(i.e. – “Sex is to be avoided at all costs and will cause you terrible pain!”  This scare tactic was a half story at best.  In reality, sex was God’s idea and it is good when we understand God’s larger story and how sex fits in.  I needed  a whole story answer and was getting a fear-based plea that showed no understanding of the larger story.)

As I began to study the scriptures, I noticed Jesus spent a lot more time focusing on how we should live in the here and now than he did describing the life to come or inviting us to find a way out of this world.  I think my feelings above echo some of what Fuller found in their research.  If we are not careful, we can easily be passing along a gospel that is like handing someone a novel with the first and last chapters missing.


Gabe reminds us in his work,The Next Christians: Seven Ways You Can Live the Gospel and Restore the World, that the gospel story consists of 4 parts:

Creation.  Fall.  Redemption.  Restoration.

As we pointed out last time, most presentations center on the middle two.  Again, the middle two are central to the story and more important than I can even portray, but we can’t leave out the beginning and the ending.   We all know the beginning and the ending, but may need to learn them anew.

Creation:  As God created, he looked at his creation and proclaimed, “this is good.”  Creation shows us how God intended the world to be.  Creation shows us the good world God created and designed and the way humanity interacted with this world – as stewards and caretakers of this good gift.  Adam heard God walking and there was no distortion in the relationship between God and the first humans nor between Adam and Eve as they were both “naked and felt no shame.”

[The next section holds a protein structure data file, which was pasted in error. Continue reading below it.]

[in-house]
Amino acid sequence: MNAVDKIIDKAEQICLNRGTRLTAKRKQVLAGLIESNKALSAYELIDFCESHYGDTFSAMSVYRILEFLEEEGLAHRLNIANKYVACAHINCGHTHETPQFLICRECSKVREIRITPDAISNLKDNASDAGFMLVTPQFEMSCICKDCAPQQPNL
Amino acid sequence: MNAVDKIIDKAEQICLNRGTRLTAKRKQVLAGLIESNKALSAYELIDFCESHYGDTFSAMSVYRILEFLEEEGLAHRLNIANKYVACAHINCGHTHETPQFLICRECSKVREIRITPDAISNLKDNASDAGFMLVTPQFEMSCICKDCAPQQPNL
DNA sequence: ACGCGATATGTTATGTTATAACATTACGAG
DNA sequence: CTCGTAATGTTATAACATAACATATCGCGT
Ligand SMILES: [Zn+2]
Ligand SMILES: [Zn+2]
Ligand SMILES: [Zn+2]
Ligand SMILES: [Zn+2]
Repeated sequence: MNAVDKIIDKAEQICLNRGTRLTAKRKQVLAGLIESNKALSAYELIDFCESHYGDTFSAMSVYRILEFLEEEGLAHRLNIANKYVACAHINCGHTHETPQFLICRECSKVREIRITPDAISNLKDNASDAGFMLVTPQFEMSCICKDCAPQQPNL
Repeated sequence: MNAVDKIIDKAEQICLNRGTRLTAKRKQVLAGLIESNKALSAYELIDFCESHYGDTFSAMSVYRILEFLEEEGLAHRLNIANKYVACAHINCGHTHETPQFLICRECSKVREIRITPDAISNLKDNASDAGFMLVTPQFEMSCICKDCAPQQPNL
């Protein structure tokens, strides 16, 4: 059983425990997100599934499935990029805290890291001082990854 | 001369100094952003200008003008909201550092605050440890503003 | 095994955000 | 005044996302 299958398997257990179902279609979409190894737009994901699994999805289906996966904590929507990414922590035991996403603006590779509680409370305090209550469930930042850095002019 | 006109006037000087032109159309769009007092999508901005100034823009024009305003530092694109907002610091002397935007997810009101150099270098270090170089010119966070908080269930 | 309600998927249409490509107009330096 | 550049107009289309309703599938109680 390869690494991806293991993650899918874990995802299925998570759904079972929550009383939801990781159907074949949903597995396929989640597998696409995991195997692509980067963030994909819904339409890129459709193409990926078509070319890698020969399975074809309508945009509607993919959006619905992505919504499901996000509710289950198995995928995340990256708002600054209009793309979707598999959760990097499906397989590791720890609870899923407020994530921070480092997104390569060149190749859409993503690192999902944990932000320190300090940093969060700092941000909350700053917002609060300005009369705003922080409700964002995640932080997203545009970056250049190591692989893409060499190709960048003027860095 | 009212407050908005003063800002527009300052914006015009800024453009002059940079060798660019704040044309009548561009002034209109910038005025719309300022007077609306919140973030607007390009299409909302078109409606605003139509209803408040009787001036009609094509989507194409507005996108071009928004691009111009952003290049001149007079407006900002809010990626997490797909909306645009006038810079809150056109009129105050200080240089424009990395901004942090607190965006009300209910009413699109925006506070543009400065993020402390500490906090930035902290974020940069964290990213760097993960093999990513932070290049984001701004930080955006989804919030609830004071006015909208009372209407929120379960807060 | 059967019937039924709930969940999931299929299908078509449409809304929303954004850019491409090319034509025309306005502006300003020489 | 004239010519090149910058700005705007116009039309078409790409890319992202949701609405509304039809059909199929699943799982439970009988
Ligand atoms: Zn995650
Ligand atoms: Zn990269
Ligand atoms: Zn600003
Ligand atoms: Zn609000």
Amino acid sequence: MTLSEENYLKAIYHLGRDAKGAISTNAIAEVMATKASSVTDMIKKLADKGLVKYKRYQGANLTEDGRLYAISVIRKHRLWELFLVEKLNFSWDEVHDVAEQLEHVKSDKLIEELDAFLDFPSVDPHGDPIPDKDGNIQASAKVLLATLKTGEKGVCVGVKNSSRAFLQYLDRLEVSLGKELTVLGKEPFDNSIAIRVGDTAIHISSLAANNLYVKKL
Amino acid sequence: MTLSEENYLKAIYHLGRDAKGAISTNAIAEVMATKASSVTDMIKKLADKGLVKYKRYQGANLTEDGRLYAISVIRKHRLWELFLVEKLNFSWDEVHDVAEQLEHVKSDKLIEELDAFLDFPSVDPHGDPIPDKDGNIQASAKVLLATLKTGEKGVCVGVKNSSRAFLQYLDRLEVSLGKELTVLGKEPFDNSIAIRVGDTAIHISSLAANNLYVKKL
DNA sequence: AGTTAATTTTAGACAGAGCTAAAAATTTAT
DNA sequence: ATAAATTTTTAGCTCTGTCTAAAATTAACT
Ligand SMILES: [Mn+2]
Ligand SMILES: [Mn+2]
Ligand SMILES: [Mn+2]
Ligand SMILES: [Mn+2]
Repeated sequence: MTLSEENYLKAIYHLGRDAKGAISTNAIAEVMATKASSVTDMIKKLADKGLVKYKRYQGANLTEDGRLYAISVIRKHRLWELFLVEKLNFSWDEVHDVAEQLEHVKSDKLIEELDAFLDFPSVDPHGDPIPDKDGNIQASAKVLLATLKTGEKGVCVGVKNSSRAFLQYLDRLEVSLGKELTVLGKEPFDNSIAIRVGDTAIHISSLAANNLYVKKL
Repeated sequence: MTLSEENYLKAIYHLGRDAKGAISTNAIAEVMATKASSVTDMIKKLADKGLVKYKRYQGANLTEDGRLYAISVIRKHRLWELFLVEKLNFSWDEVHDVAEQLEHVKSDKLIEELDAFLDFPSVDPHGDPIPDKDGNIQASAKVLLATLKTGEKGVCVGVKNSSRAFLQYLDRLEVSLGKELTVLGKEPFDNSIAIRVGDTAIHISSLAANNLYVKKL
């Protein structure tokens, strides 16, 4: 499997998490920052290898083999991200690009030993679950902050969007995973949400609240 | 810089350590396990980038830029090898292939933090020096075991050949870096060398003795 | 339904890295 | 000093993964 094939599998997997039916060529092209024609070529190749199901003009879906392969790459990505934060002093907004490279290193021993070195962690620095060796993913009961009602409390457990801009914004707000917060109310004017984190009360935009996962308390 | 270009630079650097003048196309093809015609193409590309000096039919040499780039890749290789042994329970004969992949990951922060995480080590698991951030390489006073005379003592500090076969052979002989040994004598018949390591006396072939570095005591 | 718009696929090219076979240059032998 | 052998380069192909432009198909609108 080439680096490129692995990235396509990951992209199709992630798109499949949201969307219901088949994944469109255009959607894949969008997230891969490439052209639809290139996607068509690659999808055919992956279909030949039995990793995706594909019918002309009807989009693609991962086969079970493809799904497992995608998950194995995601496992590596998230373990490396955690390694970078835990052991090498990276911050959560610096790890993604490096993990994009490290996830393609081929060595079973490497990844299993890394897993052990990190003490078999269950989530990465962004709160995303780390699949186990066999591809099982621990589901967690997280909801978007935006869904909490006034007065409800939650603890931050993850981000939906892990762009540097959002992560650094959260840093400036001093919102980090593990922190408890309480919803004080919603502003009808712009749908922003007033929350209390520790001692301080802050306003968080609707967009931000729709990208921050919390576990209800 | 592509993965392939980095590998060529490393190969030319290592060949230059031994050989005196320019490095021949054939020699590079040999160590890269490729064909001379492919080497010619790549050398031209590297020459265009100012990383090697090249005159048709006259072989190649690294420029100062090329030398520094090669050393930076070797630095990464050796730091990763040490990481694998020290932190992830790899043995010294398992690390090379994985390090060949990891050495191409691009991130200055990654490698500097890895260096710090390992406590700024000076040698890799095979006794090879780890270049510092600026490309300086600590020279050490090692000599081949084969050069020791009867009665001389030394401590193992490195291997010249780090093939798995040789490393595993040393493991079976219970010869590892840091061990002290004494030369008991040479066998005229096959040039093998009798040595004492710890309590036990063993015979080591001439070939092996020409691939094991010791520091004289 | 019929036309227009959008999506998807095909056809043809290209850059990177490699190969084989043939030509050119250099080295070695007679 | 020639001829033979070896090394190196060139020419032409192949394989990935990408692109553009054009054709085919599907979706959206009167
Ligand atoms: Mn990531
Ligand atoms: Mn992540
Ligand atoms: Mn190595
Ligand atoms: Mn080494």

Fall happens and distortion enters.  This is not how it was intended to be.  God enters the story through Jesus and brings redemption.  But the story doesn’t end there…

Restoration:  Jesus’ death and resurrection invites us into eternal life- an eternal life that actually begins right now and not just in the future.  The effects of Jesus work in our life brings us back to a taste of what it was in the beginning and foreshadows what is to come in the afterlife.  It invites to not just be saved from something (death or a way to escape this world) but to something – namely, “participation in God’s work of restoration in our lives and in the world.”

“Like a capstone to the story of God, Christians are called to partner in the restorative work so that the torch of hope is carried until Christ returns.”